That search led to a relative of the killer being found. The relative was a woman called Brandy Jennings and she lived in Vancouver, Washington. They determined that she was a distant relative, a second cousin twice removed, to the male whose DNA was found on the dress and gearshift. Genealogical records, birth records, gravestone records and internet searches helped police to build up her family tree and with the help of Parabon, the search was narrowed down to three brothers who lived in Iowa. Their names were Kenneth Burns, Donald Burns and Jerry Burns.
In October 2018, police obtained their DNA without alerting them to the fact they were investigating Michelle's murder. They got their DNA without their knowledge. They followed them and obtained a straw that one brother had used, two straws from another brother and they found a toothbrush in the trash that a third brother had used. They sent them off to be tested to see if any were a match to the DNA profile they had on file. One came back as a match. Jerry Burns was an exact match. He was twenty five years old at the time of Michelle's murder.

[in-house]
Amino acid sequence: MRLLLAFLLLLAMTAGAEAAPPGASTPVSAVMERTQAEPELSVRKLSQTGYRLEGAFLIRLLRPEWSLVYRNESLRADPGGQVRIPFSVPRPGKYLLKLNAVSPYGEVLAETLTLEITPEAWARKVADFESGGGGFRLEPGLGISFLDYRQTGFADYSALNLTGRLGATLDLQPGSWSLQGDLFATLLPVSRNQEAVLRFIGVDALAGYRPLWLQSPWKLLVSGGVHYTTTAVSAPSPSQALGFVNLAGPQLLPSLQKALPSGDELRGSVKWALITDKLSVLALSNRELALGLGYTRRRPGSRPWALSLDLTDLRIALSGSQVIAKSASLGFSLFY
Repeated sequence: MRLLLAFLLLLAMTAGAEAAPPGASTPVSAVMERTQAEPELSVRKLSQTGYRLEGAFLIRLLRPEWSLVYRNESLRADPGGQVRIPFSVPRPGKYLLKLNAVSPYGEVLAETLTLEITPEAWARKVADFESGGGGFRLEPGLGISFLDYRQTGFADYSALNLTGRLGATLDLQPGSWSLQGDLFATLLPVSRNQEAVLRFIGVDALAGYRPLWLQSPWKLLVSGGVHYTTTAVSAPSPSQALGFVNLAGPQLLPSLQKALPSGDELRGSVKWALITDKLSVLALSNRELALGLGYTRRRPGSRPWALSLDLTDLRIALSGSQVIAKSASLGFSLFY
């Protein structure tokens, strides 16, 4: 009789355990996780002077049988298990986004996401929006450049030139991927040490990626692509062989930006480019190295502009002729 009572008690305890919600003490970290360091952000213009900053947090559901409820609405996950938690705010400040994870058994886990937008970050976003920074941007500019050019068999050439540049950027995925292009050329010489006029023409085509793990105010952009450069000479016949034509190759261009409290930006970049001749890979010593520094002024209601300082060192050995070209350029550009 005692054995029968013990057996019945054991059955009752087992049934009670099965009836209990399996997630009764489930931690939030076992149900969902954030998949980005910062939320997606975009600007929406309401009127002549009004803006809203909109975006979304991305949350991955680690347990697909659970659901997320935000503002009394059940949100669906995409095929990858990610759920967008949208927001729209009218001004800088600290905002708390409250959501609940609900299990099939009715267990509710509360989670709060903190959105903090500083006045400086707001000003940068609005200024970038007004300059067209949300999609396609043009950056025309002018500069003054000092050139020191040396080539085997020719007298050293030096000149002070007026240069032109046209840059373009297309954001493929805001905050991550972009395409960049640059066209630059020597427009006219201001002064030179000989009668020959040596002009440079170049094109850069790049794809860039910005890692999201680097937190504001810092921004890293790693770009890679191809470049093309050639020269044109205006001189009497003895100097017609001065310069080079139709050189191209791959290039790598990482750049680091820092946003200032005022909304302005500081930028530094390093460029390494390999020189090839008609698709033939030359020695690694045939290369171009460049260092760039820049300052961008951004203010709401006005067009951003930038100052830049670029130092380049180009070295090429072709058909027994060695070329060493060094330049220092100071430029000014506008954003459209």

Police went to Jerry's office and spoke to him. He told them that he had nothing to do with Michelle's death. When asked if he had ever been to the mall, he confirmed that he was at that mall before but could not recall when. He was arrested and charged with first degree murder on the 39th anniversary of Michelle's murder.
Jerry was not known to the police, he had no criminal record, had a good business, a wife and three children.
Jerry's Trial took place in February 2020. He pleaded not guilty.
The Prosecution's case centered mainly and almost exclusively around the DNA that was found on the gearshift and on Michelle's dress.
It was the Defense's case that Jerry was innocent and they told the Jury that DNA evidence isn't foolproof. His Attorney, Leon Spies, told the Court that there are a lot of misconceptions that surround DNA. He called Dr Michael Spence, a molecular biologist, to testify on behalf of the Defense. Dr Spence testified that the DNA found in the car belonged to Jerry and that wasn't in dispute. What was in dispute was how it got there.